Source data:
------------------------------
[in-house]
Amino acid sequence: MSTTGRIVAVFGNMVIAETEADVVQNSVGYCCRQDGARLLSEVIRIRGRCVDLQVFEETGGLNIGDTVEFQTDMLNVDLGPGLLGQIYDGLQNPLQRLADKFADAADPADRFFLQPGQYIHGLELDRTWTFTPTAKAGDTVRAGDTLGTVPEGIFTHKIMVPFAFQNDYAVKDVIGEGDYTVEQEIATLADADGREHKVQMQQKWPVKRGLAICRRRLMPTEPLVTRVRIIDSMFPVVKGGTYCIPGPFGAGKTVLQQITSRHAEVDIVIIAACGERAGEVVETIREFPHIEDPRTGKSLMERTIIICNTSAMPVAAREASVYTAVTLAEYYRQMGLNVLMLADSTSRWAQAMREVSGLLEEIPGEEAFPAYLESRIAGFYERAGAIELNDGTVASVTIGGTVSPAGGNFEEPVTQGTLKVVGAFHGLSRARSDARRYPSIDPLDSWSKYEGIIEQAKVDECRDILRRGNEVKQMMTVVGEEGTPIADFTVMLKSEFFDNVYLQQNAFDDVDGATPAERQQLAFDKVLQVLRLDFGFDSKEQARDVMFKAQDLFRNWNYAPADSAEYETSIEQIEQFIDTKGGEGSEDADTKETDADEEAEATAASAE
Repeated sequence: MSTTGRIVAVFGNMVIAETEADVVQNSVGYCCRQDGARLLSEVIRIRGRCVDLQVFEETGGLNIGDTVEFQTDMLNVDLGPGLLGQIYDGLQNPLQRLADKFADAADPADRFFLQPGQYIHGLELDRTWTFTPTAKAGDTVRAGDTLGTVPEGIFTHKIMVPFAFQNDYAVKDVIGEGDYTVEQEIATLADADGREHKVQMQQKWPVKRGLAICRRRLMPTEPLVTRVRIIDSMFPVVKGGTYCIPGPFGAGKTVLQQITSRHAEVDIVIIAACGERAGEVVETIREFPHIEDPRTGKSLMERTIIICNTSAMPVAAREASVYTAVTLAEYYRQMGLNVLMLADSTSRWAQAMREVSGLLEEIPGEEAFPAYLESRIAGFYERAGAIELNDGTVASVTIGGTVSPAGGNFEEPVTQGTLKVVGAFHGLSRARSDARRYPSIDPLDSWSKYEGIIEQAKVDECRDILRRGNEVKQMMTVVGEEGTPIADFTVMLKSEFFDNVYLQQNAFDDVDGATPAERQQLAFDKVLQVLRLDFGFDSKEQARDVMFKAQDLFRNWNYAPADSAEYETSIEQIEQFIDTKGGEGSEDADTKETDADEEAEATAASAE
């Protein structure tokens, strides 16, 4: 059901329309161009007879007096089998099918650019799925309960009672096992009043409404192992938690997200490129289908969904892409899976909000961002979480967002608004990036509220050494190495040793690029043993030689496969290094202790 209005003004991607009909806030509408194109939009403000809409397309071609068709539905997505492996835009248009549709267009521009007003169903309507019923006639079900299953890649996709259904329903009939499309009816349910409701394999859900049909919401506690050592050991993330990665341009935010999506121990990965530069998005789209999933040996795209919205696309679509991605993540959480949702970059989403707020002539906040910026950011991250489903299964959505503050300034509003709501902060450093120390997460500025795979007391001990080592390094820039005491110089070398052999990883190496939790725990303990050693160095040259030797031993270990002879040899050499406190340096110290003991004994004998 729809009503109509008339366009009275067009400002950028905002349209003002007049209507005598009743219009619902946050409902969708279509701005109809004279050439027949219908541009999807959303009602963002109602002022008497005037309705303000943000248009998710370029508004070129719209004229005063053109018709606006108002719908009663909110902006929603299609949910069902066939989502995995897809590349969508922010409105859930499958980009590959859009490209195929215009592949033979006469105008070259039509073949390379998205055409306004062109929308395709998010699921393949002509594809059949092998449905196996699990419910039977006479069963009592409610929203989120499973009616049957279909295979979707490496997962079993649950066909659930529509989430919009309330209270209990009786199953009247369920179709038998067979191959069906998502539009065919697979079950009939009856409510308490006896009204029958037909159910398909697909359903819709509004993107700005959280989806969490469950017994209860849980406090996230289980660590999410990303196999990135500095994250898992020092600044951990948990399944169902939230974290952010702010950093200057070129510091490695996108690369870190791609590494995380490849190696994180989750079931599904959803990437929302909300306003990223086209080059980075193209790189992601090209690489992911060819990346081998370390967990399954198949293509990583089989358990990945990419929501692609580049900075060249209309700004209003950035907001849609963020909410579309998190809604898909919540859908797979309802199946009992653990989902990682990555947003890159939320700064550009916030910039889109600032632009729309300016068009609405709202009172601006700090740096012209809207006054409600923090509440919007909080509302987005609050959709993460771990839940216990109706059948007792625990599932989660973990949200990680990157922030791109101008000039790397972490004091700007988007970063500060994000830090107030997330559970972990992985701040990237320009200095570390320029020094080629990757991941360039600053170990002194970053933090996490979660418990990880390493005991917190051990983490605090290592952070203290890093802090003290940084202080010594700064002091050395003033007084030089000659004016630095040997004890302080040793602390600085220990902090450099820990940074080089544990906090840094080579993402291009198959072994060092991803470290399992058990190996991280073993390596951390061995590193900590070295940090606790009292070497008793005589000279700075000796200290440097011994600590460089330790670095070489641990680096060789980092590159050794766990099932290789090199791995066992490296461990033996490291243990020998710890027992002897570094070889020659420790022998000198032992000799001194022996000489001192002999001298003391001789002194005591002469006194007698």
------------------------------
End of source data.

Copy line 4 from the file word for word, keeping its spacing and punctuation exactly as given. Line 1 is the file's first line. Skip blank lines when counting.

């Protein structure tokens, strides 16, 4: 059901329309161009007879007096089998099918650019799925309960009672096992009043409404192992938690997200490129289908969904892409899976909000961002979480967002608004990036509220050494190495040793690029043993030689496969290094202790 209005003004991607009909806030509408194109939009403000809409397309071609068709539905997505492996835009248009549709267009521009007003169903309507019923006639079900299953890649996709259904329903009939499309009816349910409701394999859900049909919401506690050592050991993330990665341009935010999506121990990965530069998005789209999933040996795209919205696309679509991605993540959480949702970059989403707020002539906040910026950011991250489903299964959505503050300034509003709501902060450093120390997460500025795979007391001990080592390094820039005491110089070398052999990883190496939790725990303990050693160095040259030797031993270990002879040899050499406190340096110290003991004994004998 729809009503109509008339366009009275067009400002950028905002349209003002007049209507005598009743219009619902946050409902969708279509701005109809004279050439027949219908541009999807959303009602963002109602002022008497005037309705303000943000248009998710370029508004070129719209004229005063053109018709606006108002719908009663909110902006929603299609949910069902066939989502995995897809590349969508922010409105859930499958980009590959859009490209195929215009592949033979006469105008070259039509073949390379998205055409306004062109929308395709998010699921393949002509594809059949092998449905196996699990419910039977006479069963009592409610929203989120499973009616049957279909295979979707490496997962079993649950066909659930529509989430919009309330209270209990009786199953009247369920179709038998067979191959069906998502539009065919697979079950009939009856409510308490006896009204029958037909159910398909697909359903819709509004993107700005959280989806969490469950017994209860849980406090996230289980660590999410990303196999990135500095994250898992020092600044951990948990399944169902939230974290952010702010950093200057070129510091490695996108690369870190791609590494995380490849190696994180989750079931599904959803990437929302909300306003990223086209080059980075193209790189992601090209690489992911060819990346081998370390967990399954198949293509990583089989358990990945990419929501692609580049900075060249209309700004209003950035907001849609963020909410579309998190809604898909919540859908797979309802199946009992653990989902990682990555947003890159939320700064550009916030910039889109600032632009729309300016068009609405709202009172601006700090740096012209809207006054409600923090509440919007909080509302987005609050959709993460771990839940216990109706059948007792625990599932989660973990949200990680990157922030791109101008000039790397972490004091700007988007970063500060994000830090107030997330559970972990992985701040990237320009200095570390320029020094080629990757991941360039600053170990002194970053933090996490979660418990990880390493005991917190051990983490605090290592952070203290890093802090003290940084202080010594700064002091050395003033007084030089000659004016630095040997004890302080040793602390600085220990902090450099820990940074080089544990906090840094080579993402291009198959072994060092991803470290399992058990190996991280073993390596951390061995590193900590070295940090606790009292070497008793005589000279700075000796200290440097011994600590460089330790670095070489641990680096060789980092590159050794766990099932290789090199791995066992490296461990033996490291243990020998710890027992002897570094070889020659420790022998000198032992000799001194022996000489001192002999001298003391001789002194005591002469006194007698």